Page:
WASHINGTON (AP) — President Donald Trump says the border with Mexico is already "getting extremely strong" and would-be illegal crossers are giving up because they think, "we can't get in." All without the wall he promises to build, or any reported boost in deportations, or any surge in patrol agents.
The boast was one of a number at a Tennessee rally Wednesday night that did not track with the facts. A look at some:
TRUMP: "And by the way, aren't our borders getting extremely strong? ... We've already experienced an unprecedented 40 percent reduction in illegal immigration on our southern border, 61 percent — 61 percent since Inauguration Day. Sixty-one percent; think about it. And now people are saying we're not going to go there anymore 'cause we can't get in, so it's going to get better and better."
THE FACTS: There's not much evidence yet that Trump is driving down illegal immigration. It's true that the number of border arrests dropped about 44 percent from January to February. But it's too early to know if that will hold or what prompted it. Monthly and seasonal fluctuations are common.
Trump hasn't expanded the ranks of the Border Patrol or any other immigration or border-security agency. His orders haven't yet changed the way the Border Patrol operates and so far there is no evidence that more people are being deported. The wall he's promised to build isn't up.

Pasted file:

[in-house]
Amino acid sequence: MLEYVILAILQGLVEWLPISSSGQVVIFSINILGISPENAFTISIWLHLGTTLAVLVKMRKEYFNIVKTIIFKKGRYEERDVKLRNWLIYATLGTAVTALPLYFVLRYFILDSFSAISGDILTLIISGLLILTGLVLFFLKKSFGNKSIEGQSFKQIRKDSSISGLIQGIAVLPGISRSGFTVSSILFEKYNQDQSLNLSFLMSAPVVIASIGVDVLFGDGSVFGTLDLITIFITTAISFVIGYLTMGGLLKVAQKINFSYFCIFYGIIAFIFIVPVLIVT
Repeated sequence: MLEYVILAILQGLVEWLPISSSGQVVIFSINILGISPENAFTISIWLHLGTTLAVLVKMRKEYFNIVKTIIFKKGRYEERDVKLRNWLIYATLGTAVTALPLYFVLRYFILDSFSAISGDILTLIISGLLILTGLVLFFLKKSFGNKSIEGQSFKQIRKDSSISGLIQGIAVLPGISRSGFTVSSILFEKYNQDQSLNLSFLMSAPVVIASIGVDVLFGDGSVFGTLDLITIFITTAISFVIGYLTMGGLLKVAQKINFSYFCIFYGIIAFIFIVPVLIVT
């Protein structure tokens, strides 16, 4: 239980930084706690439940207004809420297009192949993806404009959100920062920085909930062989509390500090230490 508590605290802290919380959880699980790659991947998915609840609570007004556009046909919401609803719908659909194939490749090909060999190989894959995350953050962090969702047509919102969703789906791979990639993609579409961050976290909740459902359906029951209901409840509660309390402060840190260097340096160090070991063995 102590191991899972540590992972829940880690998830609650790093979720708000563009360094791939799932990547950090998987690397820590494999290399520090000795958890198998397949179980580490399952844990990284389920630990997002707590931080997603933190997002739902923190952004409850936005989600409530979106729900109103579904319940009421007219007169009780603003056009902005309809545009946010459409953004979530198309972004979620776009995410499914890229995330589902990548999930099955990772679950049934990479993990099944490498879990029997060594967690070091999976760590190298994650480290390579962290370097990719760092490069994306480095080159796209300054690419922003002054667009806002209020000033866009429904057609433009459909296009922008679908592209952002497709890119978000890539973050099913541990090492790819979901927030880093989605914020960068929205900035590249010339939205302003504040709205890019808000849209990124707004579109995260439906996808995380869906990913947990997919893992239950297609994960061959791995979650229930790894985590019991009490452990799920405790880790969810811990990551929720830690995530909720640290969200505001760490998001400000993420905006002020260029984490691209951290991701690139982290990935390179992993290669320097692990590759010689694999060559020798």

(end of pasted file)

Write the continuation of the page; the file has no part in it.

The number of border arrests is the primary measure of the flow of illegal immigration at the border, though an imperfect one. If fewer people are arrested, that's taken to mean fewer people are trying. Over recent decades, presidents have tried to have it both ways. They cite low arrest numbers to illustrate how their policies are dissuading people from crossing illegally. When arrest numbers are high, they say that's because they're being aggressive in enforcing the border.
TRUMP: Speaking of the appeals court that on Wednesday overturned his latest action limiting immigration from six Muslim-majority countries, "That 9th Circuit — you have to see. Take a look at how many times they have been overturned with their terrible decisions. Take a look."
THE FACTS: Other appeals courts have seen their decisions overturned at a higher rate than the 9th Circuit.
In the most recent full term, the Supreme Court reversed eight of the 11 cases it heard from the San Francisco-based court. But the Atlanta-based 11th Circuit went 0 for 3 — that is, the Supreme Court reversed all three cases it heard from there. And over the past five years, five federal appeals courts were reversed at a higher rate than the 9th Circuit.
The 9th Circuit is by far the largest of the 13 federal courts of appeals. In raw numbers, more cases are heard and reversed from the 9th Circuit year in and year out. But as a percentage of cases the Supreme Court hears, the liberal-leaning circuit fares somewhat better, according to statistical compilations by the legal website Scotusblog. The very act of the Supreme Court's agreeing to hear a case means the odds are it will be overturned; the high court reverses about two-thirds of the cases it hears.
TRUMP: "Even liberal democratic lawyer Alan Dershowitz, good lawyer, just said that we would win this case before the Supreme Court of the United States."